12. Constraint on a melting regime in upper mantle beneath the central Mariana back-arc spreading center through the geophysical electromagnetic forward modeling

    NASA Astrophysics Data System (ADS)

    Matsuno, T.; Evans, R. L.; Seama, N.

    2011-12-01

    An upper-mantle electrical resistivity structure along a 2D magnetotelluric (MT) transect across the Mariana subduction system shows high resistivities beneath the back-arc spreading system where a melting regime is supposed to exist (Matsuno et al., 2010). This result is contrary to expectations, as interconnected silicate and carbonate melts are electrically conductive (e.g. Roberts and Tyburczy, 1999; Gaillard et al., 2008). Possible reasons for the high resistivity are (1) no more than a small amount of melt that is poorly interconnected is present within the mantle and (2) the slow spreading ridge system results in a 3D melt delivery with limited along-strike dimensions that is difficult to image by the 2D MT transect (Matsuno et al., 2010). Seismic attenuation structures (Pozgay et al., 2009) and a shear velocity structure (Pyle et al., 2010) along the same transect show high attenuation and fast velocity beneath the back-arc spreading center, suggesting the existence of modest amount of melt (< 1%) in a columnar shape with about 75 km width down to about 100 km depth (Pozgay et al., 2009). We have run a series of modeling tests to place constraints on the melt geometry that are consistent with the MT data used in Matsuno et al. (2010). Plausible melting regimes beneath the back-arc spreading ridge are systematically changed into electrical models, assuming an interconnect geometry of silicate melt, and superimposed on the optimal 2D electrical resistivity model of Matsuno et al. (2010). Predicted responses of these new models were compared to the data set. Since the electromagnetic data is more sensitive to resistance (i.e. the product of resistivity and volume) than resistivity itself in a volume, there is a trade-off between the width and length of the acceptable melting regime. For the electrical resistivity structure to be consistent with the ~75 km width melting regime inferred from the seismic attenuation structures (Pozgay et al., 2009) and with the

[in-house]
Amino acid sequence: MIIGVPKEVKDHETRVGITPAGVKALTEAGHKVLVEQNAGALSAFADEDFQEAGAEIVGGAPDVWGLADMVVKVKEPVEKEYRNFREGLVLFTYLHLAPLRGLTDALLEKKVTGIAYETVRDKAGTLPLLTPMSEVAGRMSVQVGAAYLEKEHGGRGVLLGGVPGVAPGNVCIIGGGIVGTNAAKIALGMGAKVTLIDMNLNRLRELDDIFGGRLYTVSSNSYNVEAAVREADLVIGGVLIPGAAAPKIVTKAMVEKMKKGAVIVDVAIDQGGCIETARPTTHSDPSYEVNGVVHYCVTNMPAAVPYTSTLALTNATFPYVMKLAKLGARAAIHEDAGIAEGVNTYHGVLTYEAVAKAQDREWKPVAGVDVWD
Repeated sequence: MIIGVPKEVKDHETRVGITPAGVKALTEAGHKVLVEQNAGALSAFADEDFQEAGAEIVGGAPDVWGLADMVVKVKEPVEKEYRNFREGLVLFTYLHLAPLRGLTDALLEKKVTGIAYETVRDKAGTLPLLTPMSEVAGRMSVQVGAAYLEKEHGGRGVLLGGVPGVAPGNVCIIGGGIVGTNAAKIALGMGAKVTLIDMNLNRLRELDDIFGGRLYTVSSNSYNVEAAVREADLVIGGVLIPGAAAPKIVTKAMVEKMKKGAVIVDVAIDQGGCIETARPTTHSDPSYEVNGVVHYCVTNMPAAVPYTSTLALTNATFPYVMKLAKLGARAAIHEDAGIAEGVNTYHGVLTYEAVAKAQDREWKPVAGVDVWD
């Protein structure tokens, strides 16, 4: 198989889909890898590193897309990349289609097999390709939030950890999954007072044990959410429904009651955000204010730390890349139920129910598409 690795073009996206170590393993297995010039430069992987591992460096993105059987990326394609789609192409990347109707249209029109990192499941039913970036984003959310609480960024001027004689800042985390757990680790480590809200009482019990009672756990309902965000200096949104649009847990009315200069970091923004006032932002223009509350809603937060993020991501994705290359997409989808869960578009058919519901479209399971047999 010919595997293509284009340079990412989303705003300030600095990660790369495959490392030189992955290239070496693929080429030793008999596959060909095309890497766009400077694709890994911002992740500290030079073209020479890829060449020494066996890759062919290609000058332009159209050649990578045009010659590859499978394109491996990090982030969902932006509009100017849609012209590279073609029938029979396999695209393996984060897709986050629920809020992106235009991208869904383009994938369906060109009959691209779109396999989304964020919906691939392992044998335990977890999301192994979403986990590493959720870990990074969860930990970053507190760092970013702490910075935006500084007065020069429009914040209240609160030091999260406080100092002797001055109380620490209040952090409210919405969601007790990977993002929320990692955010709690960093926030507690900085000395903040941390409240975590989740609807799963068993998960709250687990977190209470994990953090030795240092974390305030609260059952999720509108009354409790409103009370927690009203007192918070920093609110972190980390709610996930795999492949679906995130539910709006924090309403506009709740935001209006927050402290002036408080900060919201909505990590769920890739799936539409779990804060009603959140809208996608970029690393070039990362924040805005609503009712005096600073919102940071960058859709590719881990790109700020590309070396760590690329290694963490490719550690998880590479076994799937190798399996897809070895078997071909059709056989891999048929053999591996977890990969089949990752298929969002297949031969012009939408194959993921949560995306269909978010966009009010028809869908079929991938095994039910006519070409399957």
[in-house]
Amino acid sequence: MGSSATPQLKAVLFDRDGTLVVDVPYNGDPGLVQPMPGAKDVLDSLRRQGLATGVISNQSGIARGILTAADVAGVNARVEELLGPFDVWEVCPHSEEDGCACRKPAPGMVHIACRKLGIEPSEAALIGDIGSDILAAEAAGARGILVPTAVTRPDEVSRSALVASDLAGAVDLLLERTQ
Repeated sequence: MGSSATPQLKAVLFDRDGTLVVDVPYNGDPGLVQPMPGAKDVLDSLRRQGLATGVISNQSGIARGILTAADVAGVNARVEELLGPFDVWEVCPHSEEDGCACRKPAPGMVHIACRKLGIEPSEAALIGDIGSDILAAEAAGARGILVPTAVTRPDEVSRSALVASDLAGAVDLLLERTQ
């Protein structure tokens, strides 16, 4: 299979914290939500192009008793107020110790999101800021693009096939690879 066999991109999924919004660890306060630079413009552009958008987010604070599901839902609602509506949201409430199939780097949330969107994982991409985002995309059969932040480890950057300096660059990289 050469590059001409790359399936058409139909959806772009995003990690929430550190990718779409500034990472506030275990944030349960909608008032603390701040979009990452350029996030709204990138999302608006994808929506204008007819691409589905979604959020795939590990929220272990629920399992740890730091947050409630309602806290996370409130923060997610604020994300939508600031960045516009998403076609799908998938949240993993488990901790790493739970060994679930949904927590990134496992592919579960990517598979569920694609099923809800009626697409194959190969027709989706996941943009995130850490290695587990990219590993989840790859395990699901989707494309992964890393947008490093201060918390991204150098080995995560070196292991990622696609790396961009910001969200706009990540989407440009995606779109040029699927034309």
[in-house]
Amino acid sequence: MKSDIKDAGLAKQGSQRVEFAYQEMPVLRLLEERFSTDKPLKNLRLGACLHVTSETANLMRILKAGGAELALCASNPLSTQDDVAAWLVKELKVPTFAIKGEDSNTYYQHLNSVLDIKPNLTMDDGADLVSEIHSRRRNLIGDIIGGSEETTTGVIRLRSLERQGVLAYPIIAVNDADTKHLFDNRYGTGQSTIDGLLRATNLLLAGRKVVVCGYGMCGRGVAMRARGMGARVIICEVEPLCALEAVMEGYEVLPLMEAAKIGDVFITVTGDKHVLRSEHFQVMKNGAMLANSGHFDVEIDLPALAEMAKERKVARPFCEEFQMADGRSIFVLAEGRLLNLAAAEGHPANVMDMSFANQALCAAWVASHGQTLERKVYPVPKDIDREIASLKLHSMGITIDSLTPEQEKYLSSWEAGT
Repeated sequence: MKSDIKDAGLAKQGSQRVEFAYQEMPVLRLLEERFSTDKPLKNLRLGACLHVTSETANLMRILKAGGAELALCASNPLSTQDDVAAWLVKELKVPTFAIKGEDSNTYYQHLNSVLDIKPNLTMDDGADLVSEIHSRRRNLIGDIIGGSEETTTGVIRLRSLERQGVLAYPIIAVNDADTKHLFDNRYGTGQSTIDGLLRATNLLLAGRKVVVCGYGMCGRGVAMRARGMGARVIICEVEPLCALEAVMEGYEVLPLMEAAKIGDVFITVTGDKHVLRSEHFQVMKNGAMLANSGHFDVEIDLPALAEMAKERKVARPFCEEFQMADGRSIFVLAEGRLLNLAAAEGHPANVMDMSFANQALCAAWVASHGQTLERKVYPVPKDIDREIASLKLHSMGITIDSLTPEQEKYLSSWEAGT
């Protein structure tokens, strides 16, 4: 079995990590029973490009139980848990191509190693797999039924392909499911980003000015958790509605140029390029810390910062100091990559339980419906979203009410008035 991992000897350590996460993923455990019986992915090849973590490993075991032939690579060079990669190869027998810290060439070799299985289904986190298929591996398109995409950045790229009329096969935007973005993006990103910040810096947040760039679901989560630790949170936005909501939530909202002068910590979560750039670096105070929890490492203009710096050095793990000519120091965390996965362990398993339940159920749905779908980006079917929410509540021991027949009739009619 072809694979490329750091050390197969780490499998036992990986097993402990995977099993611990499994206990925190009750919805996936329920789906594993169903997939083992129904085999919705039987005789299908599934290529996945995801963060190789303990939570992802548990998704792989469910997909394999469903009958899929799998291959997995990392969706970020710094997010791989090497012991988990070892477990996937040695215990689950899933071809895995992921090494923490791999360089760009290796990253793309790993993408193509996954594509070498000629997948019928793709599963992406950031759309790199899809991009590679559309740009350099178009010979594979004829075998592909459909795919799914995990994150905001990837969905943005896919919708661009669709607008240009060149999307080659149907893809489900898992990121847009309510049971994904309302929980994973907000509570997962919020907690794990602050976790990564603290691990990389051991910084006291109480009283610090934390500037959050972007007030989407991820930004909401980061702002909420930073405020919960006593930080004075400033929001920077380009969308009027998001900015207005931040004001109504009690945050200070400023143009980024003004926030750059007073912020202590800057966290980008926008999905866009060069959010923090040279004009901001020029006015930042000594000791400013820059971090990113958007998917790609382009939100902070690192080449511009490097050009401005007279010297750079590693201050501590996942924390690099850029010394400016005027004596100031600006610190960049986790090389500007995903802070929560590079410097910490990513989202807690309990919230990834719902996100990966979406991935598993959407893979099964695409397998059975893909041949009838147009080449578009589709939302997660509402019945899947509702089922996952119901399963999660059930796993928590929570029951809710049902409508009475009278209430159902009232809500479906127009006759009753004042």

13. The limited depth range of a metallic-Fe-bearing layer in the lower mantle and its implications for partial melting

    NASA Astrophysics Data System (ADS)

    Girard, J.; Karato, S. I.

    2014-12-01

    Partial melting in (most of) the lower mantle occurs only by the presence of volatile elements such as hydrogen (and/or carbon). The experimental studies by [Kawamoto, 2004] showed that partial melting is possible even at temperature of 1673 K in the shallow lower mantle if there is sufficient water. However, if metallic Fe is present in the lower mantle as suggested by [Frost et al., 2004]). most of hydrogen will be dissolved in metallic Fe, and thus melting will be prevented, making it difficult to explain a seismic velocity drop in the shallow lower mantle [Schmandt et al., 2014]. In this study we conducted high pressure experiments using the Rotational Drickamer Apparatus (RDA), on bridgmanite (Mg,Fe)SiO3 + (Mg,Fe)O mixture at pressure up to 23-29 GPa and temperature of about 2000-2200K. Using the advantage of the new RDA cell design which provide a larger pressure gradient (~6 GPa across the sample), we report experimental observations showing that metallic Fe is formed only in the low pressure conditions, 24-26.5 GPa (corresponding to the depth range of 660-730 km), leaving the shallow lower mantle minerals "dry". Our results are also consistent with the published results by [Irifune et al., 2010; Sinmyo and Hirose, 2013] where they did not find any metallic Fe above 27 GPa. Therefore we conclude that metallic Fe is present only in the narrow depth range in the lower mantle. In such a case partial melt would be impossible and only occur at depth greater than 730 km. Our results explain why a velocity drop is observed at ~730 km not at 660 km [Schmandt et al., 2014]. The present results also have important implications for other geochemical issues including the behaviors of siderohpile elements during core formation. Frost, D. J., et al., (2004), Nature, 428, 409-412. Irifune, T., et al., (2010), Science, 327, 193-195. Kawamoto, T. (2004), Physics of Earth and Planetary Interiors, 143/144, 387-395. Schmandt, B., et al., (2014), Science, 344(6189), 1265